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Hypertensive retinopathy


Hypertensive retinopathy

High blood pressure (also known as hypertension) will put you at risk of developing a number of health disorders, including those that affect the heart, brain, kidneys, arteries – and the eyes. Hypertensive retinopathy is the name given to damage to the retina, as a result of high blood pressure. The retina is the layer of tissue at the back of the eye that works like the film in a camera. It plays such an important part in a person’s vision that any damage to it is considered serious.

What causes hypertensive retinopathy?

If you have high blood pressure, this can lead to the narrowing of the tiny, delicate vessels that supply blood to the retina. This damage can lead to the loss of clarity in your vision. The higher your blood pressure and the longer it has been elevated, the higher the risk of damage. Other factors can also contribute to hypertensive retinopathy including diabetes, high cholesterol and smoking. All of these issues can increase the risk of damage and, potentially, cause vision loss.


The only way to treat hypertensive retinopathy is to control your blood pressure and ensure that it doesn’t become too high.

Symptoms of hypertensive retinopathy

Unfortunately, if you are suffering hypertensive retinopathy you may not realise it, as the symptoms aren’t always obvious. However, there are a few signals that may indicate you are suffering from the condition:

  • Double vision or dimmer-than-usual vision
  • Headaches
  • Visual disturbances or sudden vision loss.

All of these signs must be dealt with immediately.

Diagnosing hypertensive retinopathy

Your eye surgeon will use an instrument known as an ophthalmoscope to check for any sign that the blood vessels in the eye have narrowed, or whether there are signs of fluid leaking from the blood vessels. Then, he or she will assess the degree of damage. The severity of hypertensive retinopathy varies. Diagnosis is provided in ‘stages’:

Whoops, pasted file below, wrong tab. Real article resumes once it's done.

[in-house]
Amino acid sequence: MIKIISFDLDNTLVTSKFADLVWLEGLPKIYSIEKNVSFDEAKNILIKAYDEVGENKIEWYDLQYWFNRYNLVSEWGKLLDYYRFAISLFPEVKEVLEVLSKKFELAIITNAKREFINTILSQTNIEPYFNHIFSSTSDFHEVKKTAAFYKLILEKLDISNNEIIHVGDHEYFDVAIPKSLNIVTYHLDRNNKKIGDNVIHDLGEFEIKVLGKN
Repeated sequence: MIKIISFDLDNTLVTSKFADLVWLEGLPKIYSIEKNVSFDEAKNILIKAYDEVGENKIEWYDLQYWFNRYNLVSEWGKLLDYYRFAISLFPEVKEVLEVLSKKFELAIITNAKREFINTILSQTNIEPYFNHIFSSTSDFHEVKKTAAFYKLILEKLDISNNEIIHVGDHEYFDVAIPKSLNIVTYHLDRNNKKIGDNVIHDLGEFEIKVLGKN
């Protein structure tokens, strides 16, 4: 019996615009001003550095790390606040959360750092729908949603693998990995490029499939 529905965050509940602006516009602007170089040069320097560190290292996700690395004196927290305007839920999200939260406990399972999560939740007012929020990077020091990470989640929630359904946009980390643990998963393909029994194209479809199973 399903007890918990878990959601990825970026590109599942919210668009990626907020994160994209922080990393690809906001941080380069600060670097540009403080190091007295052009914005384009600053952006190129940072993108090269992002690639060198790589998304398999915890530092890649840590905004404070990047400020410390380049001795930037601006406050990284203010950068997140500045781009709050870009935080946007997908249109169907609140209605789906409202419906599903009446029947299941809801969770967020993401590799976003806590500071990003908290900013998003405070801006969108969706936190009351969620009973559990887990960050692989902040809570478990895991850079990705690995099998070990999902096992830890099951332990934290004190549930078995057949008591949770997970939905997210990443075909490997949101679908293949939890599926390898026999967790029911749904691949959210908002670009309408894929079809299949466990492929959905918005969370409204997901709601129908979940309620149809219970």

Grade 1. At the minimum level, there may be no obvious symptoms and the narrowing of your arteries can be barely detectable.

Grade 2.The narrowing of your arteries is detectable. You may also be experiencing visual irregularities.

Grade 3. There may be a number of changes in the blood vessels, leakage from the blood vessels and swelling elsewhere in the retina.

Grade 4. At this level, the hypertensive retinopathy may include swelling of the optic nerve and the centre of the retina – the macula. This can cause vision loss. Your ophthalmologist may use a fluorescent dye and a specialised camera to examine the condition of the blood vessels (this is called a fluorescein angiography).


The retina will usually recover if the blood pressure can be controlled, but a grade 4 level of retinopathy is likely to involve permanent damage to the optic nerve or macula. Severe (grade 4) sufferers of retinopathy may also have other health issues such as heart and kidney problems, and are at a greater risk of having a stroke. If you suffer from high blood pressure and notice any signs of vision loss or headaches, urgent medical attention is required.


If you suffer from high blood pressure, this can be a chronic medical condition. See your GP, who will help you to take steps to control your blood pressure – this will include following a healthy diet and exercise. If you suffer from high blood pressure and have any symptoms that could indicate it is affecting your eyesight, see an ophthalmologist immediately.

The information on this page is general in nature. All medical and surgical procedures have potential benefits and risks. Consult your ophthalmologist for specific medical advice.

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